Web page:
By Wayne Cole
SYDNEY (Reuters) - Asian share markets were trying to rally on Thursday as dovish comments from the head of the U.S. Federal Reserve coupled with an upbeat economic assessment from the central bank to lift Wall Street for a third straight session.
However, disappointing results from Google and IBM knocked their shares lower after the bell and could crimp technology stocks in the region. Indeed, the tech and telecoms sectors in Japan's Nikkei were in the red early Thursday, keeping the overall index flat.
Other markets fared better with shares in Seoul up 0.4 percent and MSCI's broadest index of Asia-Pacific shares outside Japan adding 0.2 percent.
The moves mirrored Wall Street, where both the Dow and S&P 500 gained about 1 percent, while the Nasdaq bounced by 1.29 percent.
Yet not all was well. Google Inc lost around 4 percent after hours as first-quarter revenue fell short of Wall Street targets and margins narrowed as the price of its ads continued to decline.
IBM Corp suffered after reporting its lowest quarterly revenue in five years as the company struggles with falling demand for its storage and server products. Total revenue fell 4 percent to $22.5 billion in the first quarter, below average estimate of $22.91 billion.
Shares of the world's largest technology services company fell about 4 percent to $188.20 in after-hours trade.
Currency markets were quieter with the dollar just a whisker firmer at 102.22 yen, while the euro reached a two-week high of 141.77 yen before edging back to 141.22.
Investors are now awaiting a speech from Bank of Japan Governor Haruhiko Kuroda, who on Wednesday affirmed the central bank's optimistic view of the economy.
LOW INFLATION MEANS LOW RATES
Fed Chair Janet Yellen told the Economic Club of New York that it might take two years to return to full employment and there was more risk of inflation staying too low, than going too high.
Yellen said achieving the Fed's economic goals "will likely require low real interest rates for some time," a policy view she said was shared broadly across many advanced economies.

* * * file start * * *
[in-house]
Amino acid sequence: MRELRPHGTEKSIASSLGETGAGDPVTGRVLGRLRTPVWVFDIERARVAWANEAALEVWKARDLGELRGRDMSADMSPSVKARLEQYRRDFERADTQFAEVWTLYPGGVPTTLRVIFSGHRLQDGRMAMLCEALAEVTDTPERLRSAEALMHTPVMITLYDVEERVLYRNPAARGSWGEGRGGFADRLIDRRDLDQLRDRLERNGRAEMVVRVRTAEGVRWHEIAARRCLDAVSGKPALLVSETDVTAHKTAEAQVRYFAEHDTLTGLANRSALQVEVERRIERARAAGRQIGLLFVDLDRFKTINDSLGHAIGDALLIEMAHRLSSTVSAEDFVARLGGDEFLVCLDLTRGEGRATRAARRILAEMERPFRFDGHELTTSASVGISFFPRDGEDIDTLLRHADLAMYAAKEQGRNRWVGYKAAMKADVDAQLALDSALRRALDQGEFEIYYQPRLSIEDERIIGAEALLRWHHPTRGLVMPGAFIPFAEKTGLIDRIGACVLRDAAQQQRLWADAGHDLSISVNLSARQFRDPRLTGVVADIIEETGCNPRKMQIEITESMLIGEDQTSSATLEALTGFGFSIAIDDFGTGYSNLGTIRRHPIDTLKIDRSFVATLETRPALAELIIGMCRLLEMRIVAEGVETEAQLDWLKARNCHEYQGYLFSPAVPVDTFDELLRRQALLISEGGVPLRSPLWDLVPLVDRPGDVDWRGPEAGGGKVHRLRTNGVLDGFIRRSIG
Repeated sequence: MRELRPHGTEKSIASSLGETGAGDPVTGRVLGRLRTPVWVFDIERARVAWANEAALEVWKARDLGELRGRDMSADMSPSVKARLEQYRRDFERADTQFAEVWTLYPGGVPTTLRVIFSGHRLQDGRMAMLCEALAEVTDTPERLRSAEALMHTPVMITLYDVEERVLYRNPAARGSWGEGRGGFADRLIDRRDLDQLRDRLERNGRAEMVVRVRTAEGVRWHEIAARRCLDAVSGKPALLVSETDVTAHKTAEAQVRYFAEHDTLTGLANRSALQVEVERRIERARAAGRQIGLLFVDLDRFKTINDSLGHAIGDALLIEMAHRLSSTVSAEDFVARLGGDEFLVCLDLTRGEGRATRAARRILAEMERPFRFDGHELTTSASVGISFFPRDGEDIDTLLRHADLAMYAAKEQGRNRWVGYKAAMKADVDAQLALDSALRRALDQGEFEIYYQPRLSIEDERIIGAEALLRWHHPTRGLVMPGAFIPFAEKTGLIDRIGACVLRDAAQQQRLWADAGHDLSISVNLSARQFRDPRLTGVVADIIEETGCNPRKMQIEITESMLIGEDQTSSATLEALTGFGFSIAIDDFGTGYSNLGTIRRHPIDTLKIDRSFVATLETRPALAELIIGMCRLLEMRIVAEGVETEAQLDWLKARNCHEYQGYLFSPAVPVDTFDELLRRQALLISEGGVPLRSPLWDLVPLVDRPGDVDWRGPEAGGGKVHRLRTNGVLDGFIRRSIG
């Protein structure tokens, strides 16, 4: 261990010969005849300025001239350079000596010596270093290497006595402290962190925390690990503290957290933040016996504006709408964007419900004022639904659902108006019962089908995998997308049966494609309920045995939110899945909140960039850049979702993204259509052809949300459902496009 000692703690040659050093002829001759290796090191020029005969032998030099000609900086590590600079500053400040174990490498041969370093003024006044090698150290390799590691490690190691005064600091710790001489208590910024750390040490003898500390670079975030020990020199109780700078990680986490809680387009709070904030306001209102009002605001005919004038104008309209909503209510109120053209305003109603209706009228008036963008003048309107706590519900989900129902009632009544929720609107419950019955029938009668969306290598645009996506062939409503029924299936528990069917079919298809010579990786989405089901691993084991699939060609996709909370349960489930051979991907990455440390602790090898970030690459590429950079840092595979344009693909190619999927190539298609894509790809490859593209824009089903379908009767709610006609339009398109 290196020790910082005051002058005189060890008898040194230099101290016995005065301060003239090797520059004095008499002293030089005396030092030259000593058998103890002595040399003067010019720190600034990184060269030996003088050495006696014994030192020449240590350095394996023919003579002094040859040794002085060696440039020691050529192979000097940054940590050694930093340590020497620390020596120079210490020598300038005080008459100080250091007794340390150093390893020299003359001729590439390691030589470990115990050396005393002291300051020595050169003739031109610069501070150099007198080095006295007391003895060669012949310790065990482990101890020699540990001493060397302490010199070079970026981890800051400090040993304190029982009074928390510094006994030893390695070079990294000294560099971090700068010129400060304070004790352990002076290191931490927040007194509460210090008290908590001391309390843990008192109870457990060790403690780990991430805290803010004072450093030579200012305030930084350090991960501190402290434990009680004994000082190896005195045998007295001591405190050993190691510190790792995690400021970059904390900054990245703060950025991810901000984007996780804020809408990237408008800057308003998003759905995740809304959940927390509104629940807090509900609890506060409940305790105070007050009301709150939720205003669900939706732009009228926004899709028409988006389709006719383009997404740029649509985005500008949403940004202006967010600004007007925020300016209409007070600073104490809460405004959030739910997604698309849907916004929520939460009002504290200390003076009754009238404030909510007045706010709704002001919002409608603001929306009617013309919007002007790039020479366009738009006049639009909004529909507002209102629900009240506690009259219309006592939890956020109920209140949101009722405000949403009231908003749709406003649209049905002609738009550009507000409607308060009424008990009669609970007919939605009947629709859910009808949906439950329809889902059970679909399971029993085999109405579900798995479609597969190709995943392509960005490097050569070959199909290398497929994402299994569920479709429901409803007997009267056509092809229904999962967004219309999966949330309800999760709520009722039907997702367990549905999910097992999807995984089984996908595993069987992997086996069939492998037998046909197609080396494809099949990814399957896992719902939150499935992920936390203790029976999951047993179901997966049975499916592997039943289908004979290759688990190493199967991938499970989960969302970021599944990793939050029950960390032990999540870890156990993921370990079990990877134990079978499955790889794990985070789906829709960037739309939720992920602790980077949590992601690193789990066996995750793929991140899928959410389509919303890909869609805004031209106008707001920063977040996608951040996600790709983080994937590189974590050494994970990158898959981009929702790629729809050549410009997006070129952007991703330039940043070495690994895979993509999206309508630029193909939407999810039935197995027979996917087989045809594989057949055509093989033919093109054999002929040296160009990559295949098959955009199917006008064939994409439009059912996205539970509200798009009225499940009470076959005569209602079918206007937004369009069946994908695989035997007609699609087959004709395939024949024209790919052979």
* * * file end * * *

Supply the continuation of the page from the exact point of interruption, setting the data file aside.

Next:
"We read this as a not-so-subtle signal that, although the committee has gradually begun to remove its outright commitment to low rates and balance sheet expansion, the Fed is in no hurry to accelerate the trend or initiate a rate hike cycle," said Michael Gapen, and economist at Barclays.
The prospect of low rates for longer helped pull down long-term borrowing costs. Yields on Treasury 30-year bonds dipped to 3.44 percent and near lows not seen since July last year.
Bonds in Europe continued their spectacular rally amid speculation that persistently low inflation would force the European Central Bank to launch further stimulus.
Yields on Spanish 10-year debt sank to their lowest in over eight years at 3.06 percent, while Italian 10-year yields hit an all-time trough at 3.11 percent.
Economic news out of the United States was mixed with industrial production beating forecasts but housing starts disappointing.
Still, investors were cheered by the Fed's Beige Book of anecdotal information on business activity which showed activity picked up in recent weeks as a weather-related drag lifted.
Spot gold steadied at $1,302.96 an ounce having found support in the $1,290/1,293 area after a technical selloff early in the week.
Brent crude rose toward $110 a barrel on Wednesday on mounting tensions in Ukraine. Ukrainian government forces and separatist pro-Russian militia staged rival shows of force in eastern Ukraine on the eve of crucial talks on the former Soviet state's future.
Brent crude for June added 4 cents to $109.64 a barrel, its highest level since March 3. U.S. crude was up 15 cents at $103.91 a barrel, shrugging off a huge build in stockpiles.
(Editing by Shri Navaratnam)